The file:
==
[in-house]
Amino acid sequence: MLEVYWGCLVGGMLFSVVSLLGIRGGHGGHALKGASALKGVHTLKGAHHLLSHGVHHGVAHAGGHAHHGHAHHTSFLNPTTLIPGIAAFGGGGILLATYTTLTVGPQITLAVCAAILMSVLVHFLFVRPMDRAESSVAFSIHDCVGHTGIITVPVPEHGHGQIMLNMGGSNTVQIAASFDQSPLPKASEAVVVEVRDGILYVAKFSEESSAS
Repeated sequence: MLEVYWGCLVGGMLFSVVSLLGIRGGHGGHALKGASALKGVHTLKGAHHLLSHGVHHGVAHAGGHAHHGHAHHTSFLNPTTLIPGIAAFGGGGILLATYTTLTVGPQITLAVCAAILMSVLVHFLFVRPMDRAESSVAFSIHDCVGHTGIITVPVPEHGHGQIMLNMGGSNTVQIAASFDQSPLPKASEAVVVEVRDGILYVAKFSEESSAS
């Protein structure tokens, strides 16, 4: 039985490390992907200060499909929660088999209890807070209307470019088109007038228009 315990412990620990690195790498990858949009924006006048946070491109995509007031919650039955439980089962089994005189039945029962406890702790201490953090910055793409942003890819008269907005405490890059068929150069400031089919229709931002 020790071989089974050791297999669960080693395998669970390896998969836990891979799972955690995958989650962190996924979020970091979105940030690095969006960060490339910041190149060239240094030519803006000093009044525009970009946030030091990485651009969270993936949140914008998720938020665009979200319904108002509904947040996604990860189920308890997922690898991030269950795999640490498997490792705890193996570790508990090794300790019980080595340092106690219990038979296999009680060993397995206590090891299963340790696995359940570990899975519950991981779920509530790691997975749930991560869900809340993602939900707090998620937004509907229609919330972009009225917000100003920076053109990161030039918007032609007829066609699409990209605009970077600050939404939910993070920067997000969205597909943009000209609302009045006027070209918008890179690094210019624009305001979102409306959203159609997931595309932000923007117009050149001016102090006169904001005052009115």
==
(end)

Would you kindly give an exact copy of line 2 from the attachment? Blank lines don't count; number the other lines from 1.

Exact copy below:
Amino acid sequence: MLEVYWGCLVGGMLFSVVSLLGIRGGHGGHALKGASALKGVHTLKGAHHLLSHGVHHGVAHAGGHAHHGHAHHTSFLNPTTLIPGIAAFGGGGILLATYTTLTVGPQITLAVCAAILMSVLVHFLFVRPMDRAESSVAFSIHDCVGHTGIITVPVPEHGHGQIMLNMGGSNTVQIAASFDQSPLPKASEAVVVEVRDGILYVAKFSEESSAS